After the Flames

Char and cinder,
the land lies burned,
reduced to drifting smoke –
a spectral shroud
of wandering wraiths
that cannot rest.
Into homes they steal,
on soot-stained feet,
unwanted guests
who bear
the searing heat.

Embers bide and cling
to walls,
to floors,
to lives.
For days they hide,
their acrid touch,
their smoky heart
still beating;
though flames have fled
shadows persist,
unwanted ghosts
remain at dawn.

Throw wide the doors,
let gusts rush through,
exorcise the spectres
and rinse clean the
smouldering memories
from all
they have

This poem is inspired by recent research, which has found that wildfire smoke may linger in homes long after the initial blaze.

In recent years, the world has witnessed a troubling increase in the frequency and intensity of wildfires. This alarming trend has prompted widespread concerns, not only due to the immediate threat these fires pose to lives, property, and the natural environment but also because of the secondary consequences they bring. One of the most concerning aspects of wildfires is the dispersion of smoke, which can penetrate indoor environments, creating a host of health and environmental challenges. When smoke from a fire enters a house, it brings with it a mix of chemicals known as volatile organic compounds (VOCs). These VOCs can stick around indoors for quite some time, which can be a health concern.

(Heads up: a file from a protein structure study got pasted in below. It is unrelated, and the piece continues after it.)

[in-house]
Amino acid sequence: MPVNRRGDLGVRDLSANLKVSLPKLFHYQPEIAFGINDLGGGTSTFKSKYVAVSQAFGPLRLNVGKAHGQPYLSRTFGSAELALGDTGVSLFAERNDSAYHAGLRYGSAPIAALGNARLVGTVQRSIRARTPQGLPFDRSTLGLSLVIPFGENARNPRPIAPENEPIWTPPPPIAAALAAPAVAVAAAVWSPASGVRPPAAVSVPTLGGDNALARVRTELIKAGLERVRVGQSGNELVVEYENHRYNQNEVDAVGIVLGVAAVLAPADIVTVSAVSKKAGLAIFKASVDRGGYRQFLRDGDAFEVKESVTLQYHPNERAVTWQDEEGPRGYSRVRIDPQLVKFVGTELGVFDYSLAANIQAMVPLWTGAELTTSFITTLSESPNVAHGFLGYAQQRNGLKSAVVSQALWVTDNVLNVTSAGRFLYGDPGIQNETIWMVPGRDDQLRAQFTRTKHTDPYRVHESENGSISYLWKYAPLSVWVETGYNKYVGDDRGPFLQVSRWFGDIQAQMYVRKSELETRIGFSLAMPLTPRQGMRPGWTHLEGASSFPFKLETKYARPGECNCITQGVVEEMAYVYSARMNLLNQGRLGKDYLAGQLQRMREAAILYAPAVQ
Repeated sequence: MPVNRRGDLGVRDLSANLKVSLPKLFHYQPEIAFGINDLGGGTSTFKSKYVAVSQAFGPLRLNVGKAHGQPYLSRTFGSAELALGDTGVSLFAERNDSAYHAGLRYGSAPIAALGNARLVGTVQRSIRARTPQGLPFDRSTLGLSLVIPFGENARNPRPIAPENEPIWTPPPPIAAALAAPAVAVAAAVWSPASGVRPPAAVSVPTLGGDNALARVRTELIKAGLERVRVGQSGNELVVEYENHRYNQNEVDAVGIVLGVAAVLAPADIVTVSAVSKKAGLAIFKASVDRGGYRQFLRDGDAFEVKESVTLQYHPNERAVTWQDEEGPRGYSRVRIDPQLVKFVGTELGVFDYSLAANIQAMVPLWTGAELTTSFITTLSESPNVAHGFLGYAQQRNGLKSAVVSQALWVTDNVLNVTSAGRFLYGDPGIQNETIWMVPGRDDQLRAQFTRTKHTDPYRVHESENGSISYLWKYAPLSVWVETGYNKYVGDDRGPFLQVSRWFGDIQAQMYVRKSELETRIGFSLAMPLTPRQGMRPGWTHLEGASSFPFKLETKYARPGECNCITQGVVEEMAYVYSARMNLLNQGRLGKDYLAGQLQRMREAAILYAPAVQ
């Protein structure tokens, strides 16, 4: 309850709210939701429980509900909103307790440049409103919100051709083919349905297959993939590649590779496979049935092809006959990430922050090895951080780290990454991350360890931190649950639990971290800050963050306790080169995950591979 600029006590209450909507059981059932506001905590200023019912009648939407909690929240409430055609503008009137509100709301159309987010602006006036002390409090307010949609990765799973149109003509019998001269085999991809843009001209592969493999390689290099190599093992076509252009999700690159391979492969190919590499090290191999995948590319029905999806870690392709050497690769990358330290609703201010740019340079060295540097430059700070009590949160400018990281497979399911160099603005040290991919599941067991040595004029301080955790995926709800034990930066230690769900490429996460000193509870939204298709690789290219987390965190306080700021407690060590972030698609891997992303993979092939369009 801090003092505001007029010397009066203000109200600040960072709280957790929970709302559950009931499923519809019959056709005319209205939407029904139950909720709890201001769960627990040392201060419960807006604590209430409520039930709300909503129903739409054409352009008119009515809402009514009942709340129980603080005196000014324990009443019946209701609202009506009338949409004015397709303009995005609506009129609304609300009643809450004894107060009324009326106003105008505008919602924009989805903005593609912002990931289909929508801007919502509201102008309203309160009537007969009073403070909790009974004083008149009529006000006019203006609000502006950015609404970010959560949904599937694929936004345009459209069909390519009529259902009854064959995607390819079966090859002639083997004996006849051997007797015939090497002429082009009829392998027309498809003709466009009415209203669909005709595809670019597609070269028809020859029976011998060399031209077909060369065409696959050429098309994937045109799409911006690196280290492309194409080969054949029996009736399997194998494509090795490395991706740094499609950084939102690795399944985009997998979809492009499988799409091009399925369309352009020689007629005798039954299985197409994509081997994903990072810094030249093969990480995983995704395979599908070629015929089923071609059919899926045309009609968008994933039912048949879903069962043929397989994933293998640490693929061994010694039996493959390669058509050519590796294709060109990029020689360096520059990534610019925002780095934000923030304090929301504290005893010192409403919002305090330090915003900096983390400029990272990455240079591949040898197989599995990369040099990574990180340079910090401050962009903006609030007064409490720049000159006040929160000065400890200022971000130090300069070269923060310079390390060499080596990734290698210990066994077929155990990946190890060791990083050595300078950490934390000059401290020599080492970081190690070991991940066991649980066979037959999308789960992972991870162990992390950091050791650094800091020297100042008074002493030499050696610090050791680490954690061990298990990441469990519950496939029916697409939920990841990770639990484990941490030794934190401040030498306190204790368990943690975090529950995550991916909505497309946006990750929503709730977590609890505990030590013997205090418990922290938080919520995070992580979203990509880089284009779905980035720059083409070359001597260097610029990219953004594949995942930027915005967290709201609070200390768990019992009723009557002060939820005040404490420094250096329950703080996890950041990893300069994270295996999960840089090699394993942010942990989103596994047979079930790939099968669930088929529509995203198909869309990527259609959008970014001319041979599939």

This study found that these VOCs tend to hang around indoors for days after smoke has entered a house. There are two important timeframes to consider. The first one, lasting from 1.0 to 5.2 hours, represents the time it takes for these compounds to reach a balance between sticking to surfaces and coming back into the air. The second timeframe, ranging from 4.8 to 21.2 hours, is when the ventilation in the house starts to have more control over the concentration of these compounds than the sticking-and-releasing process. Interestingly, the study found that cleaning activities like vacuuming, mopping, and dusting were better at reducing indoor VOC levels from smoke than using air purifiers or opening windows. Plus, their effects lasted longer.

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